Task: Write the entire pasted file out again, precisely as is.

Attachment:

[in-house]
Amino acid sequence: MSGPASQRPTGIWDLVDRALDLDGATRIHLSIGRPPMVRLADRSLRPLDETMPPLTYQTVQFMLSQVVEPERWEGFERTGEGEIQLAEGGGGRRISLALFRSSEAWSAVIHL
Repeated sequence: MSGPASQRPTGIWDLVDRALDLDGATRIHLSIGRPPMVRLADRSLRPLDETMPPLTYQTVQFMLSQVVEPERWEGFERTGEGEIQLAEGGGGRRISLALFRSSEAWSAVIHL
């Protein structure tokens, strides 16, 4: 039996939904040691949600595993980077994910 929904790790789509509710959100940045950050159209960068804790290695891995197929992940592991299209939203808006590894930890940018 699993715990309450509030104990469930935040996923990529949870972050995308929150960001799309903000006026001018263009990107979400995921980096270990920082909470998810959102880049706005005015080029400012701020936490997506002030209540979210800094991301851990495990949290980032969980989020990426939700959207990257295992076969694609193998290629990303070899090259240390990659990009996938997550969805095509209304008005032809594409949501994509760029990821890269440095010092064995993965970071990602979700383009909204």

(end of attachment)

[in-house]
Amino acid sequence: MSGPASQRPTGIWDLVDRALDLDGATRIHLSIGRPPMVRLADRSLRPLDETMPPLTYQTVQFMLSQVVEPERWEGFERTGEGEIQLAEGGGGRRISLALFRSSEAWSAVIHL
Repeated sequence: MSGPASQRPTGIWDLVDRALDLDGATRIHLSIGRPPMVRLADRSLRPLDETMPPLTYQTVQFMLSQVVEPERWEGFERTGEGEIQLAEGGGGRRISLALFRSSEAWSAVIHL
């Protein structure tokens, strides 16, 4: 039996939904040691949600595993980077994910 929904790790789509509710959100940045950050159209960068804790290695891995197929992940592991299209939203808006590894930890940018 699993715990309450509030104990469930935040996923990529949870972050995308929150960001799309903000006026001018263009990107979400995921980096270990920082909470998810959102880049706005005015080029400012701020936490997506002030209540979210800094991301851990495990949290980032969980989020990426939700959207990257295992076969694609193998290629990303070899090259240390990659990009996938997550969805095509209304008005032809594409949501994509760029990821890269440095010092064995993965970071990602979700383009909204």